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Title:Influence of social capital on community-based action in tourism development: a study of social network analysis
Author(s):Hwang, Doohyun
Director of Research:Costa, Carla
Doctoral Committee Chair(s):Stewart, William P.
Doctoral Committee Member(s):Costa, Carla; Wicks, Bruce E.; Williams, Kate; Jeong, Seonhee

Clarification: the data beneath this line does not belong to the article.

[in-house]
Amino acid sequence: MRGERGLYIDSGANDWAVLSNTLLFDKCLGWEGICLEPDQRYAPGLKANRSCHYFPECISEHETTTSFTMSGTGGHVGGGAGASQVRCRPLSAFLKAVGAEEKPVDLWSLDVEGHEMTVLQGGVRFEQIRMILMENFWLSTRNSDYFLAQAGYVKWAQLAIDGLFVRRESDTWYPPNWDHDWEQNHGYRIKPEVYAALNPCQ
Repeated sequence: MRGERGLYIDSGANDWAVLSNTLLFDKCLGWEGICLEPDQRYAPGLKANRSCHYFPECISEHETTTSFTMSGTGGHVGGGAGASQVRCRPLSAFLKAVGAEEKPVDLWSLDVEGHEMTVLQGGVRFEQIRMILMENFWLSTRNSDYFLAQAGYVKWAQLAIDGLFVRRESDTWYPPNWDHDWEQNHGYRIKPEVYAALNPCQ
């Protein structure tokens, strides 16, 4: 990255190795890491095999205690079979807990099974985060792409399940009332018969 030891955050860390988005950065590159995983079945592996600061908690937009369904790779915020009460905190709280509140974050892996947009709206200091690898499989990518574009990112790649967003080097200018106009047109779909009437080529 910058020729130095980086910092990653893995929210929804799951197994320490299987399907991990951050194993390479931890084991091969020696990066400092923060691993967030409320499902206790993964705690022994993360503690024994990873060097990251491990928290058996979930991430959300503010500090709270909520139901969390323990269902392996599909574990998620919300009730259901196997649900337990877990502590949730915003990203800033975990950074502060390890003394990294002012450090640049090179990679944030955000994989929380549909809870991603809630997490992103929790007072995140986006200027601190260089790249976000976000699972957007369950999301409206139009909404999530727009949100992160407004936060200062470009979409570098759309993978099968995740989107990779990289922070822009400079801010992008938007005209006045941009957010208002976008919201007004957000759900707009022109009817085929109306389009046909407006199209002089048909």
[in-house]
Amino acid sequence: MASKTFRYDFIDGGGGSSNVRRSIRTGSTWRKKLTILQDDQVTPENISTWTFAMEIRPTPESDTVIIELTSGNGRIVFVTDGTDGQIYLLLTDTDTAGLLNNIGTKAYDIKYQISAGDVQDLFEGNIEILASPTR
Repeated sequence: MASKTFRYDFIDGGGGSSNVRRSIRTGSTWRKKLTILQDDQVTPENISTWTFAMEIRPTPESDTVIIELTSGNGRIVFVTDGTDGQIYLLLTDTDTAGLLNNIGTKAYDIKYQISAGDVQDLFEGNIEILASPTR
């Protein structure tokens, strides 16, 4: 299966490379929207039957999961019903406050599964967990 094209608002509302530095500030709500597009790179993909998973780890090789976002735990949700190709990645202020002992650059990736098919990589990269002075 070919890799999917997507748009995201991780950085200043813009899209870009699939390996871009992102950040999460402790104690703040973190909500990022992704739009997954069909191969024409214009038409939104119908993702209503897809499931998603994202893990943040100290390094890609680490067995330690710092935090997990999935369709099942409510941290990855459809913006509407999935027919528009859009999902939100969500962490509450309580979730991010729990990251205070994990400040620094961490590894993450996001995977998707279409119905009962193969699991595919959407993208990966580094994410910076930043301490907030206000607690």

Department / Program:Recreation, Sport and Tourism
Discipline:Recreation, Sport, and Tourism
Degree Granting Institution:University of Illinois at Urbana-Champaign
Subject(s):Communiy-based Tourism Development
Rural Tourism
Social Network Analysis
Community-based Action
Tourism Impact